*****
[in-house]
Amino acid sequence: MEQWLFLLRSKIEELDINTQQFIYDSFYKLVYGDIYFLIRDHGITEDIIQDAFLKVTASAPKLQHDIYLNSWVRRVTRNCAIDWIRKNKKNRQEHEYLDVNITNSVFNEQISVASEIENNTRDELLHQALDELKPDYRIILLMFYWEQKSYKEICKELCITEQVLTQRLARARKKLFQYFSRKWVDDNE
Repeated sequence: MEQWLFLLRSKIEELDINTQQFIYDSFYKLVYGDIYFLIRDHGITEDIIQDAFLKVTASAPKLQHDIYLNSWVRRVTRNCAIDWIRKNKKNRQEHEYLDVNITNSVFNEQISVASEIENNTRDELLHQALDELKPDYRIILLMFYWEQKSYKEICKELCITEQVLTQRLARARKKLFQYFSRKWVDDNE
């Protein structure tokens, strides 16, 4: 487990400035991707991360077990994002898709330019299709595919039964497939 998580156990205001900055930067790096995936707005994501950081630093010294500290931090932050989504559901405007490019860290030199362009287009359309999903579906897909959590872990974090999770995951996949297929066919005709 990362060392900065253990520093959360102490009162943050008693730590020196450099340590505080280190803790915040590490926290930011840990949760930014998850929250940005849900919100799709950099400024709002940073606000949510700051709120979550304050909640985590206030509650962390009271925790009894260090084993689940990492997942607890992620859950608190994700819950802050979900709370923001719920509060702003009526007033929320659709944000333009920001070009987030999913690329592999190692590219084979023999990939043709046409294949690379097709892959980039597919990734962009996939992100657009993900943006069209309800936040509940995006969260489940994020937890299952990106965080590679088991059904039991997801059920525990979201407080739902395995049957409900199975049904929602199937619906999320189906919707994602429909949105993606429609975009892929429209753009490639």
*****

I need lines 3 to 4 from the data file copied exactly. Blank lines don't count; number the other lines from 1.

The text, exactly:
Repeated sequence: MEQWLFLLRSKIEELDINTQQFIYDSFYKLVYGDIYFLIRDHGITEDIIQDAFLKVTASAPKLQHDIYLNSWVRRVTRNCAIDWIRKNKKNRQEHEYLDVNITNSVFNEQISVASEIENNTRDELLHQALDELKPDYRIILLMFYWEQKSYKEICKELCITEQVLTQRLARARKKLFQYFSRKWVDDNE
């Protein structure tokens, strides 16, 4: 487990400035991707991360077990994002898709330019299709595919039964497939 998580156990205001900055930067790096995936707005994501950081630093010294500290931090932050989504559901405007490019860290030199362009287009359309999903579906897909959590872990974090999770995951996949297929066919005709 990362060392900065253990520093959360102490009162943050008693730590020196450099340590505080280190803790915040590490926290930011840990949760930014998850929250940005849900919100799709950099400024709002940073606000949510700051709120979550304050909640985590206030509650962390009271925790009894260090084993689940990492997942607890992620859950608190994700819950802050979900709370923001719920509060702003009526007033929320659709944000333009920001070009987030999913690329592999190692590219084979023999990939043709046409294949690379097709892959980039597919990734962009996939992100657009993900943006069209309800936040509940995006969260489940994020937890299952990106965080590679088991059904039991997801059920525990979201407080739902395995049957409900199975049904929602199937619906999320189906919707994602429909949105993606429609975009892929429209753009490639």